Painting old plates – You can use an acrylic paint or ceramic paint to decorate old, plain plates. There are thousands of stencils available online. Pick a theme you like and simply Google it. I.e. bird stencil. You seal your work with a clear sealant spray, and hang from plate displays, that are usually sold at the dollar store.
Mini mosaics – Recently I’ve had a run of bad luck while cleaning the dishes, breaking a white plate and a purple glass in a week. Rather than throwing all the pieces away, I swept up the little ones and used the larger pieces on a square of scrap wood. I glued them down using E-6000 glue, filled the cracks and spaces with either caulk or grout. I wound up with a funky mosaic trivet for hot pots or bowls made out of recycled materials.
Old Trunks – I adore old trunks as they are multi functional. They can be found in yard sales, junk stores, Craigslist, thrift stores and Ebay. My most recent trunk find was actually on the side of the road, just sitting there, as though it was waiting for me. It was a huge trunk with multiple drawers on one side and a hanging rod on the other. The surface itself was in good condition, it just needed a fair amount of cleaning. There are two types of trunks: one type has the flat top and the other has a rounded top. When trunks were used for travel the working class had trunks with the flat tops. The very rich used trunks with a rounded top. The reason being, if the top was round, no other trunk could be stacked on top of it, hence the rich never had anything stacked on top of their trunks.
I use my trunks, (I have five), for various things. One is used as a coffee table with a glass top, which holds all my bed linens, another small one holds all our cds, and DVDs. The one at the foot of my bed that has various keepsakes, and the two in my art room have numerous fabrics, trims and art supplies. In the trunk that has a hanging rod, I simply place all my tall papers that I roll up, as opposed to folding them.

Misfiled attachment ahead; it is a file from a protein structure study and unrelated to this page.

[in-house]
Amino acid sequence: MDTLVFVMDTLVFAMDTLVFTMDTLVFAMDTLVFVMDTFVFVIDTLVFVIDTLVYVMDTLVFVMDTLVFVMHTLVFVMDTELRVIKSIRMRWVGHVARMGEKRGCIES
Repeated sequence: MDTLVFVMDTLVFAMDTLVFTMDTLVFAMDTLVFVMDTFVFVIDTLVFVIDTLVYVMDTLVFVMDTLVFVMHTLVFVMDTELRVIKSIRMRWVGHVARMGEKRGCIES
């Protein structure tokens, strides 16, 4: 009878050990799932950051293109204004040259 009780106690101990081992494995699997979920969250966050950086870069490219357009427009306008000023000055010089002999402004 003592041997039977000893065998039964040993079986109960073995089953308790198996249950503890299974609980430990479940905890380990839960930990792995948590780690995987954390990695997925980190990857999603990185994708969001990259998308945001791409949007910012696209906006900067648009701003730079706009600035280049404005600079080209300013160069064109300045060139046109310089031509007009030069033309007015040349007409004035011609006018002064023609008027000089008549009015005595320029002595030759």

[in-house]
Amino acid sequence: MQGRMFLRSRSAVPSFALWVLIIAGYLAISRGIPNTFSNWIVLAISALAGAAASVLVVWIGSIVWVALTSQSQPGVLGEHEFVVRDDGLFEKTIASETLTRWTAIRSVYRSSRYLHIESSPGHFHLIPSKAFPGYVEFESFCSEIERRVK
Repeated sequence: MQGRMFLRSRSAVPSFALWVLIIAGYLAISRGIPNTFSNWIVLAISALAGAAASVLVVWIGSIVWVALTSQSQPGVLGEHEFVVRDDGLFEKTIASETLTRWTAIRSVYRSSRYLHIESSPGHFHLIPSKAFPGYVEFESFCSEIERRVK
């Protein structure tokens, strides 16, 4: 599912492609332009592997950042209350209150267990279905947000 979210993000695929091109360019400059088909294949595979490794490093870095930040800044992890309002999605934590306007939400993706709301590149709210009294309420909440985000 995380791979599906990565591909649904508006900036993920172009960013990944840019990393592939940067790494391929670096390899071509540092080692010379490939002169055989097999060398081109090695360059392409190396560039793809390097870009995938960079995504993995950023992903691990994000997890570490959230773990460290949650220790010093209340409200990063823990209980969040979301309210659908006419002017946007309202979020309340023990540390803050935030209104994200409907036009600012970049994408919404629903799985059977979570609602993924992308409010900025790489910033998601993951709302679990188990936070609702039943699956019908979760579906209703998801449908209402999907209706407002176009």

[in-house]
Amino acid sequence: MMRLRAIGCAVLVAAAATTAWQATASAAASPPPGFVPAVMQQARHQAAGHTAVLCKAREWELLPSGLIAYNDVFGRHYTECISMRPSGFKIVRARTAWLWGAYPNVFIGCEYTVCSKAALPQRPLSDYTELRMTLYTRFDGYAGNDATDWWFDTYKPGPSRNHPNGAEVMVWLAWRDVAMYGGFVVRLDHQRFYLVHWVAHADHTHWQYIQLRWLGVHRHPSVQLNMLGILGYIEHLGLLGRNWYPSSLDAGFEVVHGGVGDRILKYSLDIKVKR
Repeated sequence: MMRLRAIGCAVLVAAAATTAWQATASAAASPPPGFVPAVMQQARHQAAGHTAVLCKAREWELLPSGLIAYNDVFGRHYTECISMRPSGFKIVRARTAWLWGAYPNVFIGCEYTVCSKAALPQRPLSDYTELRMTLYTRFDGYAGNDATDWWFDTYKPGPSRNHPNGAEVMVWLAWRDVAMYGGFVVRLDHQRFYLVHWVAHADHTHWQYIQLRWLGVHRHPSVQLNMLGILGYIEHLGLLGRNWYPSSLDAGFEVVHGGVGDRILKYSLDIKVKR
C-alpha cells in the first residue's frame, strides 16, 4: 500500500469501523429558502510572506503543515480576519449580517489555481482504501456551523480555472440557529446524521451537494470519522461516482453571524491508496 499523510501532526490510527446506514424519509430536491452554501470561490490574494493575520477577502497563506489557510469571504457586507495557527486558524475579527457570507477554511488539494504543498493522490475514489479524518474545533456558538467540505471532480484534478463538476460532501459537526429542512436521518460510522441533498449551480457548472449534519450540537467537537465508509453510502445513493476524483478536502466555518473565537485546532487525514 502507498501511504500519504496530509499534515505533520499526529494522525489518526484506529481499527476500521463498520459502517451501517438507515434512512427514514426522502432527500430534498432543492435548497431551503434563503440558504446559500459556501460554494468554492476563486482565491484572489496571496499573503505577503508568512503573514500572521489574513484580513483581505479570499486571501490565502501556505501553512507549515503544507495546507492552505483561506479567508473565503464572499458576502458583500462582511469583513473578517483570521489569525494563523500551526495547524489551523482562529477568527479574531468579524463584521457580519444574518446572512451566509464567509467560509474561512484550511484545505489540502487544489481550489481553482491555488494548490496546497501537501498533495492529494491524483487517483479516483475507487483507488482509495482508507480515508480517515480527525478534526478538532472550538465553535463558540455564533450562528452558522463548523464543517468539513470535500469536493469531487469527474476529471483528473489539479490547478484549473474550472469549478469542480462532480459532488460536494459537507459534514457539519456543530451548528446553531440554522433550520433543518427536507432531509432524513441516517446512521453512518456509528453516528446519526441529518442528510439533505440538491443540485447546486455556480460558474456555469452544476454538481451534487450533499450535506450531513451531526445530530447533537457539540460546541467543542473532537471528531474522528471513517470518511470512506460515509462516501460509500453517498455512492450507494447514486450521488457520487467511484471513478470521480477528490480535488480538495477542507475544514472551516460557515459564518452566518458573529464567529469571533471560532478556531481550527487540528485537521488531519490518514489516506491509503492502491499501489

Dollar store finds are always fun. My favorite dollar store is The Dollar Tree, which often carries arts/crafts and flora supplies that you can find at more expensive craft stores. Some of my favorite finds include: Shadow boxes – I was actually able to find mini shadow boxes (4 inches by 6 inches), at the local Dollar Tree, which was a wonderful find, as they can be expensive. For those who aren’t familiar with shadow boxes, they are a 3d box with a glass or Plexiglas type of covering that allows you to see in, and create a 3d type of collage. I stuffed the little frames with various goodies such as dried flowers, feathers, and memorabilia from a hockey game, including the puck that hit me.
Craft stores sell larger shadow boxes from size 8″x12″ to 9″x12″ for varying prices. Your best bet is to wait for a 50% off coupon to make your purchase, or if you have an AC Moore store near you, they have the larger ones for ten dollars, which is less than most places. In the larger boxes you can place baby clothing, make a collage with old pictures/movie stubs/play bills or whatever your little heart desires. Just recently on the show Top Designer, on Bravo, one of the challenges was to make an interesting shadow box that suited the room. It wound up being tougher than the contestants realized, and yet they came out beautiful.
With imagination and a few dollars you can make your apartment homey and filled with eclectic belongings that are great as conversation starters.